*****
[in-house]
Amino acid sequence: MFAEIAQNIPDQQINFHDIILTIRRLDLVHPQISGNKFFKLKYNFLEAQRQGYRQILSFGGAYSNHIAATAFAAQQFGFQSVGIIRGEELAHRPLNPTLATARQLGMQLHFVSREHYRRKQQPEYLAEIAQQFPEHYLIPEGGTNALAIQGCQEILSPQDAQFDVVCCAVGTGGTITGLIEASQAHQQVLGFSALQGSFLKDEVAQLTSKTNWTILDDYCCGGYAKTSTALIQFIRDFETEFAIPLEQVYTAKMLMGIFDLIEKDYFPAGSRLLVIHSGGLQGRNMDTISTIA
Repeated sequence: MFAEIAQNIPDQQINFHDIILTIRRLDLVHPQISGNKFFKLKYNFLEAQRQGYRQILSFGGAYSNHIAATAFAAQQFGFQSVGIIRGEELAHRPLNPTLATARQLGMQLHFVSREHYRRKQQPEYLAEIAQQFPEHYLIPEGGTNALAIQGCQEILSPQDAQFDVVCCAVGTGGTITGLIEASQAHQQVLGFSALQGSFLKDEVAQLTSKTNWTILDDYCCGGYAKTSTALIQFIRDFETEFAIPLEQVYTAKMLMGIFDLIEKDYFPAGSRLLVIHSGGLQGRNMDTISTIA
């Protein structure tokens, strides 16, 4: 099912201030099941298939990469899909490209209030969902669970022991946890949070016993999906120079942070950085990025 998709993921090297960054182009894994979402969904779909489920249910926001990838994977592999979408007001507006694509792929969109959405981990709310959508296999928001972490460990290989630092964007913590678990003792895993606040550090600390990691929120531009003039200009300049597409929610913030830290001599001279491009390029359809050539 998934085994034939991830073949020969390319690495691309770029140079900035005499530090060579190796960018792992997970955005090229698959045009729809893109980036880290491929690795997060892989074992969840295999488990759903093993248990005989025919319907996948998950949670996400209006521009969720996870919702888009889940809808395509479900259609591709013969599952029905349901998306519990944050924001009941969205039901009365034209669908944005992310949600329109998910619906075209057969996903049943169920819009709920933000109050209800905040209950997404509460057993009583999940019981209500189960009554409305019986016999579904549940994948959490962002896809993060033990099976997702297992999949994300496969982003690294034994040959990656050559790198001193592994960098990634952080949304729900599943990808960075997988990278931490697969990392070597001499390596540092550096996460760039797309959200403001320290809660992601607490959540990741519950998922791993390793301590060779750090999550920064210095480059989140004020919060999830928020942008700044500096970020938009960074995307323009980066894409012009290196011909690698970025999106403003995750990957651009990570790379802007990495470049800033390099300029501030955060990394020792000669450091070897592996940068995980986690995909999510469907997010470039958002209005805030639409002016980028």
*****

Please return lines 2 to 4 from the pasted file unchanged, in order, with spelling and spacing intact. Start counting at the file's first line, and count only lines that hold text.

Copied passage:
Amino acid sequence: MFAEIAQNIPDQQINFHDIILTIRRLDLVHPQISGNKFFKLKYNFLEAQRQGYRQILSFGGAYSNHIAATAFAAQQFGFQSVGIIRGEELAHRPLNPTLATARQLGMQLHFVSREHYRRKQQPEYLAEIAQQFPEHYLIPEGGTNALAIQGCQEILSPQDAQFDVVCCAVGTGGTITGLIEASQAHQQVLGFSALQGSFLKDEVAQLTSKTNWTILDDYCCGGYAKTSTALIQFIRDFETEFAIPLEQVYTAKMLMGIFDLIEKDYFPAGSRLLVIHSGGLQGRNMDTISTIA
Repeated sequence: MFAEIAQNIPDQQINFHDIILTIRRLDLVHPQISGNKFFKLKYNFLEAQRQGYRQILSFGGAYSNHIAATAFAAQQFGFQSVGIIRGEELAHRPLNPTLATARQLGMQLHFVSREHYRRKQQPEYLAEIAQQFPEHYLIPEGGTNALAIQGCQEILSPQDAQFDVVCCAVGTGGTITGLIEASQAHQQVLGFSALQGSFLKDEVAQLTSKTNWTILDDYCCGGYAKTSTALIQFIRDFETEFAIPLEQVYTAKMLMGIFDLIEKDYFPAGSRLLVIHSGGLQGRNMDTISTIA
């Protein structure tokens, strides 16, 4: 099912201030099941298939990469899909490209209030969902669970022991946890949070016993999906120079942070950085990025 998709993921090297960054182009894994979402969904779909489920249910926001990838994977592999979408007001507006694509792929969109959405981990709310959508296999928001972490460990290989630092964007913590678990003792895993606040550090600390990691929120531009003039200009300049597409929610913030830290001599001279491009390029359809050539 998934085994034939991830073949020969390319690495691309770029140079900035005499530090060579190796960018792992997970955005090229698959045009729809893109980036880290491929690795997060892989074992969840295999488990759903093993248990005989025919319907996948998950949670996400209006521009969720996870919702888009889940809808395509479900259609591709013969599952029905349901998306519990944050924001009941969205039901009365034209669908944005992310949600329109998910619906075209057969996903049943169920819009709920933000109050209800905040209950997404509460057993009583999940019981209500189960009554409305019986016999579904549940994948959490962002896809993060033990099976997702297992999949994300496969982003690294034994040959990656050559790198001193592994960098990634952080949304729900599943990808960075997988990278931490697969990392070597001499390596540092550096996460760039797309959200403001320290809660992601607490959540990741519950998922791993390793301590060779750090999550920064210095480059989140004020919060999830928020942008700044500096970020938009960074995307323009980066894409012009290196011909690698970025999106403003995750990957651009990570790379802007990495470049800033390099300029501030955060990394020792000669450091070897592996940068995980986690995909999510469907997010470039958002209005805030639409002016980028």